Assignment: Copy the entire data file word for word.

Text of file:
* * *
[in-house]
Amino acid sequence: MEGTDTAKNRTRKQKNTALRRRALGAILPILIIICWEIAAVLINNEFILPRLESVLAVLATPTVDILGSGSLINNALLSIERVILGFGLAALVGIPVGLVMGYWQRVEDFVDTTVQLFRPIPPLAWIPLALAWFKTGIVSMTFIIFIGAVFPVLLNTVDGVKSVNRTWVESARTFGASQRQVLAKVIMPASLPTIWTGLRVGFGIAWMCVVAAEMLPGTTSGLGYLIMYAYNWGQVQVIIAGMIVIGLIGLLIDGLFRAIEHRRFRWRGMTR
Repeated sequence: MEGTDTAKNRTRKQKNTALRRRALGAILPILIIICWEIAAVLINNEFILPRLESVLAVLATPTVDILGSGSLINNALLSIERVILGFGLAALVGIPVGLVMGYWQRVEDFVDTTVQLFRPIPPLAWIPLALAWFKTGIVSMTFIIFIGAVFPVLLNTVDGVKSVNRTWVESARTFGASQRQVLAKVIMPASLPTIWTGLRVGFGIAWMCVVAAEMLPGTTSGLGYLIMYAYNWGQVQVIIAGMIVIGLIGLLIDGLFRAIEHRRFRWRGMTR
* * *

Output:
[in-house]
Amino acid sequence: MEGTDTAKNRTRKQKNTALRRRALGAILPILIIICWEIAAVLINNEFILPRLESVLAVLATPTVDILGSGSLINNALLSIERVILGFGLAALVGIPVGLVMGYWQRVEDFVDTTVQLFRPIPPLAWIPLALAWFKTGIVSMTFIIFIGAVFPVLLNTVDGVKSVNRTWVESARTFGASQRQVLAKVIMPASLPTIWTGLRVGFGIAWMCVVAAEMLPGTTSGLGYLIMYAYNWGQVQVIIAGMIVIGLIGLLIDGLFRAIEHRRFRWRGMTR
Repeated sequence: MEGTDTAKNRTRKQKNTALRRRALGAILPILIIICWEIAAVLINNEFILPRLESVLAVLATPTVDILGSGSLINNALLSIERVILGFGLAALVGIPVGLVMGYWQRVEDFVDTTVQLFRPIPPLAWIPLALAWFKTGIVSMTFIIFIGAVFPVLLNTVDGVKSVNRTWVESARTFGASQRQVLAKVIMPASLPTIWTGLRVGFGIAWMCVVAAEMLPGTTSGLGYLIMYAYNWGQVQVIIAGMIVIGLIGLLIDGLFRAIEHRRFRWRGMTR